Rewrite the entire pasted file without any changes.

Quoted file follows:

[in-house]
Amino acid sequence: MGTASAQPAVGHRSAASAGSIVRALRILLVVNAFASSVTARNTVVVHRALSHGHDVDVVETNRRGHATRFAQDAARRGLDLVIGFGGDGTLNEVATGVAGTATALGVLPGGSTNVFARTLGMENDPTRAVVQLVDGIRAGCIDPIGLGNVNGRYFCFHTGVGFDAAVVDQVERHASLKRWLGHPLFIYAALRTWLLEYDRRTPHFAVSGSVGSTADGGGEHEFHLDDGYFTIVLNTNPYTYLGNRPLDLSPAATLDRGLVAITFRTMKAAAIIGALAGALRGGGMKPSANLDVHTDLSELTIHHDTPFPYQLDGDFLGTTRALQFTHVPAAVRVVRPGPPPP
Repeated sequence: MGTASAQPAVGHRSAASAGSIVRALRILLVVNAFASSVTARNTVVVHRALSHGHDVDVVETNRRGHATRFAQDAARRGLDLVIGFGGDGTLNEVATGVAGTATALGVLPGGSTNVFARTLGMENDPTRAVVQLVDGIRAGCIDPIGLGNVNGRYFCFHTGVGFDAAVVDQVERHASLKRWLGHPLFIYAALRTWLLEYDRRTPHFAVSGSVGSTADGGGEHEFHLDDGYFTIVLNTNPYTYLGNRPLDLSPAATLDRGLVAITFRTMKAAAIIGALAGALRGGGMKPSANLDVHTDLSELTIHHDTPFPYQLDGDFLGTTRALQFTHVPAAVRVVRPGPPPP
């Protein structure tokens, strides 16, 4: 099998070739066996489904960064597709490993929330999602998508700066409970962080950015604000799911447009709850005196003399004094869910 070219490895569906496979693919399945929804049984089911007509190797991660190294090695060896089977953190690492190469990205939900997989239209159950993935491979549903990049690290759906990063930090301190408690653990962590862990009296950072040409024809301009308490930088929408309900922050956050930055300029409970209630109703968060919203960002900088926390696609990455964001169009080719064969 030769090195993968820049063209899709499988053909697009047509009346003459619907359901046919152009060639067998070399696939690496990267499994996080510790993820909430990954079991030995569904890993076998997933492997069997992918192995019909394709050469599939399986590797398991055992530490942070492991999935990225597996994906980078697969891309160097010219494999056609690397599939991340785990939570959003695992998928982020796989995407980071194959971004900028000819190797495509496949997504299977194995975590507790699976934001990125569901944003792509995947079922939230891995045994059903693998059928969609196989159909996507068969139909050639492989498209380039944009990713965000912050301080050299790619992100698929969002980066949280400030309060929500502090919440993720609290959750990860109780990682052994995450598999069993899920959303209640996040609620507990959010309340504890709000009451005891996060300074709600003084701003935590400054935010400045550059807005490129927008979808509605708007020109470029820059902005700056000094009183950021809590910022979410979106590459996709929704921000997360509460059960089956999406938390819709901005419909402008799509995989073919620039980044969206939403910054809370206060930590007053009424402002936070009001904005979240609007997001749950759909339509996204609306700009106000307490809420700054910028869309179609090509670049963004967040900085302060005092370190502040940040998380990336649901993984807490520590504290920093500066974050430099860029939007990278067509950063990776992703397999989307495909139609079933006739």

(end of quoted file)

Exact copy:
[in-house]
Amino acid sequence: MGTASAQPAVGHRSAASAGSIVRALRILLVVNAFASSVTARNTVVVHRALSHGHDVDVVETNRRGHATRFAQDAARRGLDLVIGFGGDGTLNEVATGVAGTATALGVLPGGSTNVFARTLGMENDPTRAVVQLVDGIRAGCIDPIGLGNVNGRYFCFHTGVGFDAAVVDQVERHASLKRWLGHPLFIYAALRTWLLEYDRRTPHFAVSGSVGSTADGGGEHEFHLDDGYFTIVLNTNPYTYLGNRPLDLSPAATLDRGLVAITFRTMKAAAIIGALAGALRGGGMKPSANLDVHTDLSELTIHHDTPFPYQLDGDFLGTTRALQFTHVPAAVRVVRPGPPPP
Repeated sequence: MGTASAQPAVGHRSAASAGSIVRALRILLVVNAFASSVTARNTVVVHRALSHGHDVDVVETNRRGHATRFAQDAARRGLDLVIGFGGDGTLNEVATGVAGTATALGVLPGGSTNVFARTLGMENDPTRAVVQLVDGIRAGCIDPIGLGNVNGRYFCFHTGVGFDAAVVDQVERHASLKRWLGHPLFIYAALRTWLLEYDRRTPHFAVSGSVGSTADGGGEHEFHLDDGYFTIVLNTNPYTYLGNRPLDLSPAATLDRGLVAITFRTMKAAAIIGALAGALRGGGMKPSANLDVHTDLSELTIHHDTPFPYQLDGDFLGTTRALQFTHVPAAVRVVRPGPPPP
């Protein structure tokens, strides 16, 4: 099998070739066996489904960064597709490993929330999602998508700066409970962080950015604000799911447009709850005196003399004094869910 070219490895569906496979693919399945929804049984089911007509190797991660190294090695060896089977953190690492190469990205939900997989239209159950993935491979549903990049690290759906990063930090301190408690653990962590862990009296950072040409024809301009308490930088929408309900922050956050930055300029409970209630109703968060919203960002900088926390696609990455964001169009080719064969 030769090195993968820049063209899709499988053909697009047509009346003459619907359901046919152009060639067998070399696939690496990267499994996080510790993820909430990954079991030995569904890993076998997933492997069997992918192995019909394709050469599939399986590797398991055992530490942070492991999935990225597996994906980078697969891309160097010219494999056609690397599939991340785990939570959003695992998928982020796989995407980071194959971004900028000819190797495509496949997504299977194995975590507790699976934001990125569901944003792509995947079922939230891995045994059903693998059928969609196989159909996507068969139909050639492989498209380039944009990713965000912050301080050299790619992100698929969002980066949280400030309060929500502090919440993720609290959750990860109780990682052994995450598999069993899920959303209640996040609620507990959010309340504890709000009451005891996060300074709600003084701003935590400054935010400045550059807005490129927008979808509605708007020109470029820059902005700056000094009183950021809590910022979410979106590459996709929704921000997360509460059960089956999406938390819709901005419909402008799509995989073919620039980044969206939403910054809370206060930590007053009424402002936070009001904005979240609007997001749950759909339509996204609306700009106000307490809420700054910028869309179609090509670049963004967040900085302060005092370190502040940040998380990336649901993984807490520590504290920093500066974050430099860029939007990278067509950063990776992703397999989307495909139609079933006739």